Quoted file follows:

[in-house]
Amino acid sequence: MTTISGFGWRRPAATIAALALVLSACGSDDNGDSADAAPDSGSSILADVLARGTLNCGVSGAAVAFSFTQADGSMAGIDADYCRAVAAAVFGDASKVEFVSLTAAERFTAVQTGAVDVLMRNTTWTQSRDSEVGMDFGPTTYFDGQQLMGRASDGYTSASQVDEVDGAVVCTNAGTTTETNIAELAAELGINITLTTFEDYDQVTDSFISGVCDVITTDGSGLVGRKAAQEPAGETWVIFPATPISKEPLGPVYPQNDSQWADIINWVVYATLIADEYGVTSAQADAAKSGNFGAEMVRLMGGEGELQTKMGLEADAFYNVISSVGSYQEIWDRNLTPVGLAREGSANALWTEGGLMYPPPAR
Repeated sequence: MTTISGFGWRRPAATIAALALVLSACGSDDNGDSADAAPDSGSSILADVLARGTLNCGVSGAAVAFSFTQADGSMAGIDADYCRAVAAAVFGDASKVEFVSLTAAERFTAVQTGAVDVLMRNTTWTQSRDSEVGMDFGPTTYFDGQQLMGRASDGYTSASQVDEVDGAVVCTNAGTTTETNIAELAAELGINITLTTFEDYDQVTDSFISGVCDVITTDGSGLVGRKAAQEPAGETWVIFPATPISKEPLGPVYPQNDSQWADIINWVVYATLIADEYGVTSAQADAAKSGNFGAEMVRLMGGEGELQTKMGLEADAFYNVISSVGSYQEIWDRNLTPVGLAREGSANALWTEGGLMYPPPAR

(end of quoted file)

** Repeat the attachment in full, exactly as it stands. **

[in-house]
Amino acid sequence: MTTISGFGWRRPAATIAALALVLSACGSDDNGDSADAAPDSGSSILADVLARGTLNCGVSGAAVAFSFTQADGSMAGIDADYCRAVAAAVFGDASKVEFVSLTAAERFTAVQTGAVDVLMRNTTWTQSRDSEVGMDFGPTTYFDGQQLMGRASDGYTSASQVDEVDGAVVCTNAGTTTETNIAELAAELGINITLTTFEDYDQVTDSFISGVCDVITTDGSGLVGRKAAQEPAGETWVIFPATPISKEPLGPVYPQNDSQWADIINWVVYATLIADEYGVTSAQADAAKSGNFGAEMVRLMGGEGELQTKMGLEADAFYNVISSVGSYQEIWDRNLTPVGLAREGSANALWTEGGLMYPPPAR
Repeated sequence: MTTISGFGWRRPAATIAALALVLSACGSDDNGDSADAAPDSGSSILADVLARGTLNCGVSGAAVAFSFTQADGSMAGIDADYCRAVAAAVFGDASKVEFVSLTAAERFTAVQTGAVDVLMRNTTWTQSRDSEVGMDFGPTTYFDGQQLMGRASDGYTSASQVDEVDGAVVCTNAGTTTETNIAELAAELGINITLTTFEDYDQVTDSFISGVCDVITTDGSGLVGRKAAQEPAGETWVIFPATPISKEPLGPVYPQNDSQWADIINWVVYATLIADEYGVTSAQADAAKSGNFGAEMVRLMGGEGELQTKMGLEADAFYNVISSVGSYQEIWDRNLTPVGLAREGSANALWTEGGLMYPPPAR